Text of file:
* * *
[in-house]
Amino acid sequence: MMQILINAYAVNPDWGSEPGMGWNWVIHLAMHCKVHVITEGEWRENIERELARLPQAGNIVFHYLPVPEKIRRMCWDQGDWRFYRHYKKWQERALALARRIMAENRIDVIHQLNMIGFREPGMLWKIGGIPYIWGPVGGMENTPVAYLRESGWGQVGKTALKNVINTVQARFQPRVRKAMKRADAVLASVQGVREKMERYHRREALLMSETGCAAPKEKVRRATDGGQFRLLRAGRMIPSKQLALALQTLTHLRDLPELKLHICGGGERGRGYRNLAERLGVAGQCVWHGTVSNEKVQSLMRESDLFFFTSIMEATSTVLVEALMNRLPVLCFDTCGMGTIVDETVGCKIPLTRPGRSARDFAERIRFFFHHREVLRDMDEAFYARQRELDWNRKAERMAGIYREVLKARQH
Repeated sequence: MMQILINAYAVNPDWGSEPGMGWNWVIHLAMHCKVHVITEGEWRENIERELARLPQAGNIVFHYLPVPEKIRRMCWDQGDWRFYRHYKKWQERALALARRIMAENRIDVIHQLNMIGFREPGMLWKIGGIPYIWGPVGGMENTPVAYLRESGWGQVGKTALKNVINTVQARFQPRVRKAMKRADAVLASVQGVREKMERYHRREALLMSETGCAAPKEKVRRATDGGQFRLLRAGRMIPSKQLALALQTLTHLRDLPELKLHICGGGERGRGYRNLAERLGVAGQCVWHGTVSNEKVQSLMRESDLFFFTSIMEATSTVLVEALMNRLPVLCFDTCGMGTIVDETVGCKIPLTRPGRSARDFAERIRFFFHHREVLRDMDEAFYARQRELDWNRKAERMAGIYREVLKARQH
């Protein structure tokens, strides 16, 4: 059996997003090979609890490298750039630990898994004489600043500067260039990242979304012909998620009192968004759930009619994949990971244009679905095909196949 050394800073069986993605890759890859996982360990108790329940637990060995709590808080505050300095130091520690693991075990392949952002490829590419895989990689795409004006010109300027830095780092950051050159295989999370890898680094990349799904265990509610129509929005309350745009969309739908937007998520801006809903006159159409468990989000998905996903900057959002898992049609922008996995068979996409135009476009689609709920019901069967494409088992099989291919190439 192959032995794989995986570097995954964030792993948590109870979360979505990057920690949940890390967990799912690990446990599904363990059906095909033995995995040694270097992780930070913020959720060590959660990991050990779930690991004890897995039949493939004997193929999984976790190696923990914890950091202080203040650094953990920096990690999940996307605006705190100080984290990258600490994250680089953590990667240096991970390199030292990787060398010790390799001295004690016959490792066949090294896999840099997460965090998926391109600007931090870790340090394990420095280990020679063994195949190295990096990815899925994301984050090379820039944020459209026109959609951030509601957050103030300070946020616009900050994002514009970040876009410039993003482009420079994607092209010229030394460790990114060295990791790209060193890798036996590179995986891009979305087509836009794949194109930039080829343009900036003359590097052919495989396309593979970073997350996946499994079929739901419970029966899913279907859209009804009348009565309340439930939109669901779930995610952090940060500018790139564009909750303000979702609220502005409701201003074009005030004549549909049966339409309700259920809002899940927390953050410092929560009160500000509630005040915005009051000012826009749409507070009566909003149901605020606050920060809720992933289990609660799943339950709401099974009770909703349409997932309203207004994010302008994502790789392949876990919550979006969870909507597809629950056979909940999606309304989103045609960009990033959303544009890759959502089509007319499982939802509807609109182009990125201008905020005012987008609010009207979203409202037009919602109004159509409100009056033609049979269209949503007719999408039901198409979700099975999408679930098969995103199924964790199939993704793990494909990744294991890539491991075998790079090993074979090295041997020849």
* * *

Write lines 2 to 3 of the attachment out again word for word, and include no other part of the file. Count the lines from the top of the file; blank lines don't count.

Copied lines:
Amino acid sequence: MMQILINAYAVNPDWGSEPGMGWNWVIHLAMHCKVHVITEGEWRENIERELARLPQAGNIVFHYLPVPEKIRRMCWDQGDWRFYRHYKKWQERALALARRIMAENRIDVIHQLNMIGFREPGMLWKIGGIPYIWGPVGGMENTPVAYLRESGWGQVGKTALKNVINTVQARFQPRVRKAMKRADAVLASVQGVREKMERYHRREALLMSETGCAAPKEKVRRATDGGQFRLLRAGRMIPSKQLALALQTLTHLRDLPELKLHICGGGERGRGYRNLAERLGVAGQCVWHGTVSNEKVQSLMRESDLFFFTSIMEATSTVLVEALMNRLPVLCFDTCGMGTIVDETVGCKIPLTRPGRSARDFAERIRFFFHHREVLRDMDEAFYARQRELDWNRKAERMAGIYREVLKARQH
Repeated sequence: MMQILINAYAVNPDWGSEPGMGWNWVIHLAMHCKVHVITEGEWRENIERELARLPQAGNIVFHYLPVPEKIRRMCWDQGDWRFYRHYKKWQERALALARRIMAENRIDVIHQLNMIGFREPGMLWKIGGIPYIWGPVGGMENTPVAYLRESGWGQVGKTALKNVINTVQARFQPRVRKAMKRADAVLASVQGVREKMERYHRREALLMSETGCAAPKEKVRRATDGGQFRLLRAGRMIPSKQLALALQTLTHLRDLPELKLHICGGGERGRGYRNLAERLGVAGQCVWHGTVSNEKVQSLMRESDLFFFTSIMEATSTVLVEALMNRLPVLCFDTCGMGTIVDETVGCKIPLTRPGRSARDFAERIRFFFHHREVLRDMDEAFYARQRELDWNRKAERMAGIYREVLKARQH